"The program's legal, it's designed to protect civil liberties, and it's necessary," Mr. Bush said.
On the Middle East, Mr. Bush said Wednesday's Palestinian vote shows the Palestinian people want change, but he won't change his stance on Hamas, CBS News correspondent Peter Maer reports.
Mr. Bush said that any organization that has an armed wing and which advocates violence against Israel "is a party with which we will not deal."
"If your platform is the destruction of Israel, it means you're not a partner in peace, and we're interested in peace," Mr. Bush said.
Democrats have accused the president of breaking the law in allowing eavesdropping on overseas communications to and from U.S. residents, and even some members of his own party have questioned the practice.
A newfound 61 percent of Americans believe the eavesdropping program is meant to fight terror, while 29 percent believe it is an attempt to expand the powers of the presidency. The poll also found that 53 percent of Americans approve of the program and 46 percent do not.
CBS News chief White House correspondent John Roberts reports the president insisted again Thursday he is on solid legal ground, and was skeptical about increasing talk in Congress to write new laws covering the program.
"It's so sensitive that if information gets out about how the program works, it will help the enemy," Mr. Bush said. "Why tell the enemy what we're doing?
"We'll listen to ideas. If the attempt to write law is likely to expose the nature of the program, I'll resist it."
After the news conference, Democratic Sen. Richard Durbin of Illinois said Mr. Bush is off-base when he claims he has legal authority for domestic eavesdropping because of the war on terror.
As part of what Democrats billed as a "pre-buttal" to next week's State of the Union, Durbin said "the president has the responsibility to come forward and tell us if the law needs to be changed. Neither this president nor any president is above the law."
It was the president's first full-scale news conference of the new year, and the 10th since he was re-elected in 2004. He previewed his State of the Union address and fielded questions on former lobbyist Jack Abramoff,in Palestinian elections, and the administration's cooperation with Congress on its investigation of Hurricane Katrina.
Mr. Bush called the election results a "wake-up call" to the old-guard Palestinian leadership, many of whom are holdovers from the days of the late PLO chairman Yasser Arafat.
Questioned about the controversy swirling around Abramoff, Mr. Bush said he would cooperate with federal prosecutors investigating Abramoff and his alleged influence peddling, if necessary. Otherwise, the president said he saw no reason to release pictures that he acknowledged were taken of him and Abramoff.
"There is a serious investigation going on by federal prosecutors — that's their job," the president said. "If they believe something was done inappropriately in the White House, they'll come and look and they're welcome to do so."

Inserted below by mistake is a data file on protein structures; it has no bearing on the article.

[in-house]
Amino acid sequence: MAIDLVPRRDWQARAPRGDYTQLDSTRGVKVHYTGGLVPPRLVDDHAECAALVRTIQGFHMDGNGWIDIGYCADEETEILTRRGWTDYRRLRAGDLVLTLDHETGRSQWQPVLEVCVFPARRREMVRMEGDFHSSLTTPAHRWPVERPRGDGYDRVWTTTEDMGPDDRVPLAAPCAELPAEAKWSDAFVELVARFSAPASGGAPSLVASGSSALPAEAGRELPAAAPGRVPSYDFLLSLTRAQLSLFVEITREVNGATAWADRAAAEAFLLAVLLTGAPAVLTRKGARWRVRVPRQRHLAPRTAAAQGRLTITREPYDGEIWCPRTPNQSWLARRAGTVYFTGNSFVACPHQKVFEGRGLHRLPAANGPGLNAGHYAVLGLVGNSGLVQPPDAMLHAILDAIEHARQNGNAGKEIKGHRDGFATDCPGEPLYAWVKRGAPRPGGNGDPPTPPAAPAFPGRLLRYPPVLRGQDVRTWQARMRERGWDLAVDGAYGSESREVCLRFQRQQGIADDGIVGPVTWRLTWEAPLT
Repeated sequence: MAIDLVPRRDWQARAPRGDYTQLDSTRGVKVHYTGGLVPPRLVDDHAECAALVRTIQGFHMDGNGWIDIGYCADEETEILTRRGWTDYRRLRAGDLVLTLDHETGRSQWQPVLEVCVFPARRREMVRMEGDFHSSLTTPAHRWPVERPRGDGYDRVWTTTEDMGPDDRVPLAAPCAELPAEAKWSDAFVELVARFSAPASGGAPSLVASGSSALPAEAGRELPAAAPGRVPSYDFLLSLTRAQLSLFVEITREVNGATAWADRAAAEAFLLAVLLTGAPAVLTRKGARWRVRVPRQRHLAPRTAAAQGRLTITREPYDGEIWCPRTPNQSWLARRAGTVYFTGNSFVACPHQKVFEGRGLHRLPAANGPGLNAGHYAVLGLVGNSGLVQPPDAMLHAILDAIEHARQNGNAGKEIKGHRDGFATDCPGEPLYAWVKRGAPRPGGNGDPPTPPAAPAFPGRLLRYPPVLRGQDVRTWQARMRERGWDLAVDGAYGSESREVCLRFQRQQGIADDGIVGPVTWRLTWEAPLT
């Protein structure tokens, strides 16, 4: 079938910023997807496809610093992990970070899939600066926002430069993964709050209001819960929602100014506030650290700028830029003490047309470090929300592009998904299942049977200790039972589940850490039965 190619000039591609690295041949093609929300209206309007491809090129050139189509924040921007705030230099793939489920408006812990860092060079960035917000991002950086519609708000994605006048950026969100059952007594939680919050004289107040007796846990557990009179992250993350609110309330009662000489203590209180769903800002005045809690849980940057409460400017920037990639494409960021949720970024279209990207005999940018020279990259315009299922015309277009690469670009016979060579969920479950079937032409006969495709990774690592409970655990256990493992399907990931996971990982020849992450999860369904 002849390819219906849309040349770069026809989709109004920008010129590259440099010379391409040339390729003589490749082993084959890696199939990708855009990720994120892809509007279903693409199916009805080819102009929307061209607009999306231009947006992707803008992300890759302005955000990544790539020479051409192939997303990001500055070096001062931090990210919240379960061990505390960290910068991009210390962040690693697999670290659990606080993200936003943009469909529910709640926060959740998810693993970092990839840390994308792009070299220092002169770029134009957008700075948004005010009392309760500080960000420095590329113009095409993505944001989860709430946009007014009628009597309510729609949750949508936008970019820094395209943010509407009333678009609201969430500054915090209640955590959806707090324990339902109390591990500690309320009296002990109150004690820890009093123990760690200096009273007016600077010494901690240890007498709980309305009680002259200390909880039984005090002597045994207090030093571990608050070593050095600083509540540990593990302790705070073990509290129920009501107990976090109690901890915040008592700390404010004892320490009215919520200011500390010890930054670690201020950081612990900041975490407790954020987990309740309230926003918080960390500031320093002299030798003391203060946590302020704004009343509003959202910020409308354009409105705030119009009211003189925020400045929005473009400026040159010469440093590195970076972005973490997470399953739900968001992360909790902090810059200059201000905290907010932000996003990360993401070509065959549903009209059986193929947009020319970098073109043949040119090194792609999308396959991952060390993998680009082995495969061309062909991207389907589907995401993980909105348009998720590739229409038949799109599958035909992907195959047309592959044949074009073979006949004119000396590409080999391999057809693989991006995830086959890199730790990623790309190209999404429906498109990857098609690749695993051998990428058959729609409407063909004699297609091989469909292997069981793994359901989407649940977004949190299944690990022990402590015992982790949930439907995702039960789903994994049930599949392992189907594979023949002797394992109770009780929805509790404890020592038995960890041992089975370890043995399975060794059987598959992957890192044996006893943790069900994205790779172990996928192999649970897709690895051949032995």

Otherwise, Mr. Bush said, "I've had my picture taken with a lot of people. Having my picture taken with someone doesn't mean I'm a friend with them or know them very well."
"I've had my picture taken with you," Mr. Bush said to CBS News White House correspondent Mark Knoller, who asked the question.
He said that federal investigators should pursue all leads and "look into all aspects of his influence on Capitol Hill," and that if the path also leads to the White House, he was sure they would "come knock on the door."
He was asked if he meets with lobbyists. "I try not to," Mr. Bush replied.
Asked about assertions by some Democrats that they will take back control of Congress in this year's mid-term elections, Mr. Bush said he wasn't surprised they were talking that way, but shrugged it off.
He said he was ready to hit the campaign trail one more time, not for himself but to stump for Republican congressional candidates this year.
"We've got a record and a good one, and that's what I intend to campaign on," Mr. Bush said.
The president defended his administration's level of cooperation with congressional investigations into the, citing the thousands of documents the White House has provided.
Questioned on congressional complaints that more could be done, Mr. Bush said that it would have a "chilling effect" on the ability of presidential advisers to speak freely.
The president also said that his nominee for Supreme Court, Samuel Alito, deserves to be confirmed in the Senate, where he clearly has the votes but where Democrats were speaking out against him at length.
"The Senate needs to give him an up or down vote as soon as possible," Mr. Bush said in opening remarks that also previewed the themes of his State of the Union address next Tuesday.
He also shrugged offthat concluded the Army was overextended and the United States cannot sustain the pace of troop deployments to Iraq long enough to break the back of the insurgency there.
The president predicted victory in Iraq and said, "Our commanders will have the troops necessary to do that."
He said the military was focused on transforming itself to ensure the armed forces could meet its goals in the 21st century.
"After five years of war, there is a need to make sure troops are balanced properly, threats are met with capabilities. That's why we're transforming the military."